It had some sort of computerized control system installed, as well as supposedly working air cushion of a not-yet-tested kind. That cushion, as well as the boundary layer control system, was supposed to be powered by Pratt & Whitney Canada PW206 helicopter engine, while the main jets the aircraft would use for flight were a pair of PW 305A turbofans, the same ones that power the Bombardier Learjet 60 business jet. If the technical specification for the L2-3 is correct, the aircraft, equipped in such a way, would be quite overpowered. 

It is difficult to tell if the engines installed on it were working or not. After the company went bankrupt and the team dispersed, the prototype was not disassembled for parts, like many others in Russia. It may indicate that it was well protected or that the parts mounted on it simply were not that valuable.

The EKIP L2-3 stood in the empty hangar of the Saratov aviation plant until its closure in 2011. Then, it was moved to a museum of village Ivanovskoe, near Moscow. Most likely, it stands there to this day, reminding of the shape that – many hoped – would eventually be seen in the skies above the country.

But actual production models of the EKIP would not have looked like that. 

Downsizing the dream

Concepts of EKIP commercial vehicles went through several iterations, fluctuating in size as the project progressed. Names of the models were constantly recycled ‒ a decision that makes understanding the scope of the company’s work rather difficult. 

The first plan was conceived by 1991 and laid out in the first promotional video. Saying that the ambition was grand would be an understatement.

Three models were envisioned: the L-2, the L-3, and the L-4, with takeoff weights of 7, 110, and 600 tons, payload capacities of 2, 50, and 250 tons, and passenger capacities of 18, 500, and 2600 respectively. Yes, the largest EKIP was planned to be capable of carrying 2600 passengers.

EKIP 1991 video screenshot
A snapshot of a promotional video, likely made in 1991. Three models with their cargo and passenger capacities are listed. (Image: EKIP Aviation Concern)

For comparison, the Antonov An-225 Mriya has a maximum takeoff weight of 640 tons and holds a world record of carrying almost 190 tons of payload. The Airbus A380, the largest passenger aircraft in the world, usually carries no more than 575 people. It is difficult to say whether Schiukin’s team was taking the idea of building a 2600-seat airliner seriously, but before giving this development some thought, let’s briefly discuss what happened later.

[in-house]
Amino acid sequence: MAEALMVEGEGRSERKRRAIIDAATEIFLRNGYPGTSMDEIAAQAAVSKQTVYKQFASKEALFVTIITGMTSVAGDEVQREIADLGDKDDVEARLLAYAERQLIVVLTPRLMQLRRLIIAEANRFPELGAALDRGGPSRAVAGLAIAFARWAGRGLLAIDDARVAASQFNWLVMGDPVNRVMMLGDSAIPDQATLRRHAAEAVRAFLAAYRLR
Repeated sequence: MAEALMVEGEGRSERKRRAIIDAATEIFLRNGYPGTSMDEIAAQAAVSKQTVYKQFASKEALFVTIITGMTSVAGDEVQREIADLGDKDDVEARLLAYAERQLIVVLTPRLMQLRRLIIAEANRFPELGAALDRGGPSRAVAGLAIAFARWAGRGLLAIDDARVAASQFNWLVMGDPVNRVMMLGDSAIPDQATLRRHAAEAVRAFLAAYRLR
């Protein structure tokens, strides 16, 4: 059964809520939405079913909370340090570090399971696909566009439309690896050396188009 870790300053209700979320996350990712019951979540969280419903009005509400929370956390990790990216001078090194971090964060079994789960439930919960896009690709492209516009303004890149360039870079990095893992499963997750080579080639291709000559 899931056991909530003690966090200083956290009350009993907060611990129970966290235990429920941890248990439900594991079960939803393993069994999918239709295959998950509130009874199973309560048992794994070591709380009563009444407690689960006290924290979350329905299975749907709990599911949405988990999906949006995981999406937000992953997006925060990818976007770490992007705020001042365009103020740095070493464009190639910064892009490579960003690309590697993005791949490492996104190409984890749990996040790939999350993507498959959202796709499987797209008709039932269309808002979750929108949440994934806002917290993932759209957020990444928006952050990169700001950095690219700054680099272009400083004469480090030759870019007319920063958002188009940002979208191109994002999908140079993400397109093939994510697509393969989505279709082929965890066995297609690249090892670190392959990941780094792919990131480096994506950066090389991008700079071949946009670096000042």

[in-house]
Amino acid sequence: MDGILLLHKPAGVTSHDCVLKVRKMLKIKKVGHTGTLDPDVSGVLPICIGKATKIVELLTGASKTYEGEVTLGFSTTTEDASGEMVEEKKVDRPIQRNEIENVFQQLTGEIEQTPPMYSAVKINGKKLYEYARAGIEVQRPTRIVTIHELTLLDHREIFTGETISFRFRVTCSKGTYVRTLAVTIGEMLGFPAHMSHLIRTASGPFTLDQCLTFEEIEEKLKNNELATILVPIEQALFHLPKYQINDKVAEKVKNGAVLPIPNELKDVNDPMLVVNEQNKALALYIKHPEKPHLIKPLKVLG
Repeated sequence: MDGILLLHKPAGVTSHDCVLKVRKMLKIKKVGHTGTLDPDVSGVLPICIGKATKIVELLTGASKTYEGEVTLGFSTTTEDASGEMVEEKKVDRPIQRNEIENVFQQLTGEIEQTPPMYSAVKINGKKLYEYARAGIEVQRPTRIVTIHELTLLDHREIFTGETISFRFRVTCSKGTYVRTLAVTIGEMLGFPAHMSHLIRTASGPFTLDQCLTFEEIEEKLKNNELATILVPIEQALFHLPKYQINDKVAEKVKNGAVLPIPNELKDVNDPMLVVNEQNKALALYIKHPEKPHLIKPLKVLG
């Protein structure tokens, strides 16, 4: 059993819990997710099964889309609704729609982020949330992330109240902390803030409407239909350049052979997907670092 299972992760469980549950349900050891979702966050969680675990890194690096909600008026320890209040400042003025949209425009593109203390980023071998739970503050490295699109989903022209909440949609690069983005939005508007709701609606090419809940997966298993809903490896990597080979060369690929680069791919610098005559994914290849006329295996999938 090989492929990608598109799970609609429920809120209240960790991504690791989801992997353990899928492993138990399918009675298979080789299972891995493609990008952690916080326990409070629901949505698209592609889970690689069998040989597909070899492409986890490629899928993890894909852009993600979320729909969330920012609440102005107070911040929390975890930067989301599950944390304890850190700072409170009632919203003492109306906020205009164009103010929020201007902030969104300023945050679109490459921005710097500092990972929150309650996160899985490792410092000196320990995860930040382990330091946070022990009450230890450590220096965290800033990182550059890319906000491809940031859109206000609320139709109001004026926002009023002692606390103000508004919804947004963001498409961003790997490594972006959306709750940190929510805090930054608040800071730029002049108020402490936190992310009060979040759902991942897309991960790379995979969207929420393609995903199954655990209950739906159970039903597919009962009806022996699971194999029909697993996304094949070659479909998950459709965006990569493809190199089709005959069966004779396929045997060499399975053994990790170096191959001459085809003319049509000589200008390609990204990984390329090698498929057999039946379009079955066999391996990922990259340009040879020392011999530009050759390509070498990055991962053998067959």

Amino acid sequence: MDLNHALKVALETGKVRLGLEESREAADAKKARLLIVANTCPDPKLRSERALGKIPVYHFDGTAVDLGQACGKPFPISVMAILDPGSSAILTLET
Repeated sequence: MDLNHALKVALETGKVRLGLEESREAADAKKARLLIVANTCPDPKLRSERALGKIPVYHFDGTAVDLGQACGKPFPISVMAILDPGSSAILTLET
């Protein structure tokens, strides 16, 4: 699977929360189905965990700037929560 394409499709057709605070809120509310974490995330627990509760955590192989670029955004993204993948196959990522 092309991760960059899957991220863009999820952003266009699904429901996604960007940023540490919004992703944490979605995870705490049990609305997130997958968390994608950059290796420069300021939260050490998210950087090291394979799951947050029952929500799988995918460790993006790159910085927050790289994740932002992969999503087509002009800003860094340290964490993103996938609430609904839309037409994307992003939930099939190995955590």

By 1993, the team started publishing different numbers: EKIP now had to come in five flavors, from 9-ton L2-3 to 600-ton L4-2. The latter had the same weight as 1991’s L4, but now had a 128-meter wingspan (slightly larger than the current holder of the World record, the Scaled Composites Stratolaunch) and passenger capacity of 2000. Its cargo capacity dropped to “modest” 200 tons. 

As far as it is possible to tell, this set of proposals was kept up until the early 2000s, with some insignificant updates. In either 2000 or 2001, the company presented their competitor to the Airbus A3XX (before it got its proper name – A380). The new model was named L3-2DM and seemingly was a middle ground between earlier L3-2 and L4-1 models, with a passenger capacity of 656. 

A couple of years later, most likely in 2002, information on the third set of models was published on one of the early iterations of the company’s website. The L-4 and its variants were dropped, the L3-2 became the heaviest one, with the weight of 360 tons and passenger capacity of “only” 1200.

This last outlook of the possible EKIP family remained unchanged for the rest of the project’s life. In several subsequent years, it was updated with a couple of new proposals, intended to reflect the change of times.

One of them was the EKIP-AULA L2-3, a 350-kilogram model, finished by the company in 2003 and possibly tested on water. The company later described it as a prototype of a reconnaissance and patrol drone, probably intended to be equipped with cameras. Proposal for a heavier drone, simply named EKIP-2, was published a year later, with its passenger variant EKIP-2P capable of carrying 2 people.